The Charity Commission has received 30 applications from senior managers and trustees for waivers to avoid disqualification from their roles as the new rules come into force, figures obtained by Third Sector show.
The new rules, which disqualify people from being senior managers or trustees of charities if they have committed certain offences, such as those that lead to them being put on the register of sex offenders, or if they have unspent convictions for crimes such as terrorism or money laundering, come into effect today.
A spokeswoman for the Charity Commission said today that of the 30 applications for waivers it had received, eight had resulted in waivers being granted and one had been refused.
Eleven applications were still being considered and 10 applications were not applicable because the people applying were not covered by the new rules, the spokeswoman said.
The new rules, which were introduced by the Charities (Protection and Social Investment) Act 2016, complement existing measures that automatically disqualify trustees for bankruptcy or crimes involving dishonesty or deception.
The commission can grant waivers to people affected by the changes to allow them to continue working for charities. But anyone who has not received a waiver before today will be automatically disqualified, unless they have already submitted an application for a waiver.
The commission spokeswoman said that anyone who was affected by the changes and had submitted an application for a waiver could continue in post until the decision was made, including any decision reviews or appeals.
Figures obtained by Third Sector last month showed that 14 out of 20 applications that had been received by the regulator in early July had not been dealt with at that point.
Any new applications for waivers from people who had now been disqualified should be dealt with within 30 days, the spokeswoman said today.
"The new rules that amend the long-standing automatic disqualification regime are an important step that parliament determined would better protect charities against potential abuse and mismanagement," the spokeswoman said.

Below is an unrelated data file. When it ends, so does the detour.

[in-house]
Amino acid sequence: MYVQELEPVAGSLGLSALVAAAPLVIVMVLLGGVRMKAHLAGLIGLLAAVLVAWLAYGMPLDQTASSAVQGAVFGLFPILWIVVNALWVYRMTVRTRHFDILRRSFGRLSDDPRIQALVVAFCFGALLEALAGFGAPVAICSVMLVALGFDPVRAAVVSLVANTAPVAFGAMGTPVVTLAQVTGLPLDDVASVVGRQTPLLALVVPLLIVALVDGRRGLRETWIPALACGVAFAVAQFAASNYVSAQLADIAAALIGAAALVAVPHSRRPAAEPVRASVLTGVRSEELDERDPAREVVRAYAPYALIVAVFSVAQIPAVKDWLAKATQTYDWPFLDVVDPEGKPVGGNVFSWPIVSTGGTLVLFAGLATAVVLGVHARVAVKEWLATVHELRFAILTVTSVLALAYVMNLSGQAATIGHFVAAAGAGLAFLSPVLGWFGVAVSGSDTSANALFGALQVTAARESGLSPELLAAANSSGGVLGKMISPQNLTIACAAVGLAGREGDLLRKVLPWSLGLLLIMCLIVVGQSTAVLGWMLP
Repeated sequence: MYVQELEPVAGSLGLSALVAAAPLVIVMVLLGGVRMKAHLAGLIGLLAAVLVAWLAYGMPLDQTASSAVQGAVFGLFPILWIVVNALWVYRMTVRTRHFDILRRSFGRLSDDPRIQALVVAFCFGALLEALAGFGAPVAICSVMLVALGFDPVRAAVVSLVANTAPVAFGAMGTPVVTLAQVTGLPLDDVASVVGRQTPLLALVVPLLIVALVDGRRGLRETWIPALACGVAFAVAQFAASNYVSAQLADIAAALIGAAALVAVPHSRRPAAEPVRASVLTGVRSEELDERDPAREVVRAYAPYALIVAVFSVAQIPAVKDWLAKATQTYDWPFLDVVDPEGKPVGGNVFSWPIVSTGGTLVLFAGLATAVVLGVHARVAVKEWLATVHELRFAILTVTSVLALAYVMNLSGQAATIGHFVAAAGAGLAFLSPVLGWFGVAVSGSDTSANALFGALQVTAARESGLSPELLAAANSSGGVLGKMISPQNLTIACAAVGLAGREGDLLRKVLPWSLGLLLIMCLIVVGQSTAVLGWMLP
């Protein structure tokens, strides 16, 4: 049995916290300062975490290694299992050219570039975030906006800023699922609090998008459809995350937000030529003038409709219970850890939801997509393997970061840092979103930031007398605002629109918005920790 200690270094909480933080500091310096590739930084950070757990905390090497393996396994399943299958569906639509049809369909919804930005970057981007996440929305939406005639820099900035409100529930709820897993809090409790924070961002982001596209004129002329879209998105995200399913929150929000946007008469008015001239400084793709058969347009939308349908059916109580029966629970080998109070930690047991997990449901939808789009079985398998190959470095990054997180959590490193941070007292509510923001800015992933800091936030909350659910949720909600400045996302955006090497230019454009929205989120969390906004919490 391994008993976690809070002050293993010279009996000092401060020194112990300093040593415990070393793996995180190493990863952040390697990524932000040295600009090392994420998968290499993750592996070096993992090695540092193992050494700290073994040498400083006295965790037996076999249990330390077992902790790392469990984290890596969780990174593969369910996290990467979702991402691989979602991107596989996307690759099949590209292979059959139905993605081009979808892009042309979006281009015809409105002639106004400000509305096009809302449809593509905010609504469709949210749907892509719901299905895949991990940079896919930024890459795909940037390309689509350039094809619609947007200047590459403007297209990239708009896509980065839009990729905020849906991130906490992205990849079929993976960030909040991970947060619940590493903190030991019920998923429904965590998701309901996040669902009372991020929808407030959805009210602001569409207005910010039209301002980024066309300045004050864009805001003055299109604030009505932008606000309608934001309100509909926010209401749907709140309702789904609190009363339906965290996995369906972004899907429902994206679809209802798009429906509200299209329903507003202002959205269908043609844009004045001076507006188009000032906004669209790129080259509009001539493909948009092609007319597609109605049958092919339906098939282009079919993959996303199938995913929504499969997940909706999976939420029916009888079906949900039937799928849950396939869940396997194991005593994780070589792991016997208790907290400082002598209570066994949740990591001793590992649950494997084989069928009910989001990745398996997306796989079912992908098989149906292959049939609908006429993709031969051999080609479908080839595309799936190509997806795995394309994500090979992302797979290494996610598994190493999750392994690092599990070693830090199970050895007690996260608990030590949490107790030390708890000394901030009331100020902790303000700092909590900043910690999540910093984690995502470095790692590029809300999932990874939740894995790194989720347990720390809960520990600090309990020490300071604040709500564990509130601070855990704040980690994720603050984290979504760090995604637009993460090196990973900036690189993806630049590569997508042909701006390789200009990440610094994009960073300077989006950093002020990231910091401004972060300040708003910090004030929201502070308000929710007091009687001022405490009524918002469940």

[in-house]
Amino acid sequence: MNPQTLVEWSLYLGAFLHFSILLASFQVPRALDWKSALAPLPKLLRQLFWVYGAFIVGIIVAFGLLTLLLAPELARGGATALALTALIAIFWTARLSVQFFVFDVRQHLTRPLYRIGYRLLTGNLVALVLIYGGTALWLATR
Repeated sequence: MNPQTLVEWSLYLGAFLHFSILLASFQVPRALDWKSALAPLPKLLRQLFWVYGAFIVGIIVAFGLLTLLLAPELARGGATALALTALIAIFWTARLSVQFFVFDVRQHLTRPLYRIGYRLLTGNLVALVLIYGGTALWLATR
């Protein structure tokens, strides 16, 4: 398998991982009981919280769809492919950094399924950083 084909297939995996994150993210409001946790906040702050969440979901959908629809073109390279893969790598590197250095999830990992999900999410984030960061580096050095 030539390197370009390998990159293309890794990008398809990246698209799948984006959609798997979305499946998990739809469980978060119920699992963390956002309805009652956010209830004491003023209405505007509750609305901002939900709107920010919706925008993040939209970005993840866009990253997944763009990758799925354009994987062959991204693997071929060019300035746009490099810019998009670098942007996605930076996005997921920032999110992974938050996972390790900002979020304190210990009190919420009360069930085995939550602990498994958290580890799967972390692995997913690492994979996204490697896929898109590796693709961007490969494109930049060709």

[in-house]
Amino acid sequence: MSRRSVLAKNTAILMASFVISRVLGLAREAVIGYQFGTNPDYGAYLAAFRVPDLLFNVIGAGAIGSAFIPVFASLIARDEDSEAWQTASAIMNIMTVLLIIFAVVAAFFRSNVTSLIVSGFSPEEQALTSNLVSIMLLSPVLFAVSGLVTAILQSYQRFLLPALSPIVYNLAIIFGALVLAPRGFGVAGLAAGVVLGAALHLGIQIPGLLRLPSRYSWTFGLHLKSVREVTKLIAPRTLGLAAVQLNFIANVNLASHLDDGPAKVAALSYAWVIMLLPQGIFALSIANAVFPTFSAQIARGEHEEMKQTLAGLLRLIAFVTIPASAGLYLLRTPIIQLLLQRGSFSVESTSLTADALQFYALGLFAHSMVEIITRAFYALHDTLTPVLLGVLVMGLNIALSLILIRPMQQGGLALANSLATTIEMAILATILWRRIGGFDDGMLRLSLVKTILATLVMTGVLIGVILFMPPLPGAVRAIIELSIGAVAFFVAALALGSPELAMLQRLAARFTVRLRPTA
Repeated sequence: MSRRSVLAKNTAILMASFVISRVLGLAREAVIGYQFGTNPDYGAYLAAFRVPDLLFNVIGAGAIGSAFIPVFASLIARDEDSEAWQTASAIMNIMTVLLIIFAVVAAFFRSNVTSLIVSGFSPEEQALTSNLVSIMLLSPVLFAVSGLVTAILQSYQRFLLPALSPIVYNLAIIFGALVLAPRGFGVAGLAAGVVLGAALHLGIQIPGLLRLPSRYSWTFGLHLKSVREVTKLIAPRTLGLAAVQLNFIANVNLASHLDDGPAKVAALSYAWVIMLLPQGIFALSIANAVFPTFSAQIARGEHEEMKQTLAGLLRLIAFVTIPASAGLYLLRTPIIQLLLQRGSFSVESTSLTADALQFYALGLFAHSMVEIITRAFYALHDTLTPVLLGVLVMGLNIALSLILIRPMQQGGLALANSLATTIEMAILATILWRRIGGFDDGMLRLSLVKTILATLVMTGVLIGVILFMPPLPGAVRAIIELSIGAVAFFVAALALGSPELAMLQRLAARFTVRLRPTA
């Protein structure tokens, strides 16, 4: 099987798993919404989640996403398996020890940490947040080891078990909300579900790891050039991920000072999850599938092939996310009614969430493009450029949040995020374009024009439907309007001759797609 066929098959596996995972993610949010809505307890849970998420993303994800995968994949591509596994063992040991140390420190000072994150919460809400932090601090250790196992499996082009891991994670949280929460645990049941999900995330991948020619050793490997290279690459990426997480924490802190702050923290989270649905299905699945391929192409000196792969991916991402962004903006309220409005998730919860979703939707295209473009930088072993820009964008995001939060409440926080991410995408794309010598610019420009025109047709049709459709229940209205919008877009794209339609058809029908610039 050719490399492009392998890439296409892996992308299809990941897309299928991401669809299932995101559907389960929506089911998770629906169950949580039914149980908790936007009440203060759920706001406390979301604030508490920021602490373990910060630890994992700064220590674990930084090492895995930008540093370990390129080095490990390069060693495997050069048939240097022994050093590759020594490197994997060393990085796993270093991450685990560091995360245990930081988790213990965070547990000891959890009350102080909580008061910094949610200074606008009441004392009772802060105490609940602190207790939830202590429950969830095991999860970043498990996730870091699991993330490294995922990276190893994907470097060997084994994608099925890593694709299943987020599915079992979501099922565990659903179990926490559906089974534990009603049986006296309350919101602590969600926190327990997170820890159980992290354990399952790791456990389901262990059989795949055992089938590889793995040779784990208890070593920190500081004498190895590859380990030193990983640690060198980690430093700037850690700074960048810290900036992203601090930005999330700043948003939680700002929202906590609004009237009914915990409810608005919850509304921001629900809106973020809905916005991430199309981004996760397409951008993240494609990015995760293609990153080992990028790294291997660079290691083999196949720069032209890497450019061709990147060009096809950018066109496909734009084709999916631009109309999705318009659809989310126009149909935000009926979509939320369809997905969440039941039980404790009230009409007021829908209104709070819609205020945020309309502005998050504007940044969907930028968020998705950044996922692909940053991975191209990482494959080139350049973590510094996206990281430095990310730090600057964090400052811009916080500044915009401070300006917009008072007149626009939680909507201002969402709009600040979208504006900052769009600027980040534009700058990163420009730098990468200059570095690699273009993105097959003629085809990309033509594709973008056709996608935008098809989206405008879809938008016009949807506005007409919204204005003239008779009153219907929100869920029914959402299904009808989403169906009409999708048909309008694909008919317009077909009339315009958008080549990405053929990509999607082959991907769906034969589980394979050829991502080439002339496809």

"Charities should by now have the appropriate measures in place in regards to their recruitment and retention practices for trustees and those in, or applying for, chief executive or finance director-type roles."
The spokeswoman said the commission had worked hard to make charities and affected people aware of the changes, including through guidance, writing to charities in the commission’s trustee newsletter and on social media.
Christopher Stacey, co-director of the charity Unlock, which supports people with convictions, said it was important to know how many of the granted waivers related to people with criminal records so that it could be determined if the waiver process was working properly.
"We know of some cases in which people have waited months for a decision, and it’s concerning to learn that more than one in three waiver applications are still being considered," Stacey said.
"Given that these decisions might have significant implications for people’s livelihoods, it’s important that the commission is making sure it’s meeting its aim of making decisions within 21 days."
Unlock has also updated its guidance to help charities understand the changes and what steps they should take to maintain and increase the involvement of people with criminal records within the sector.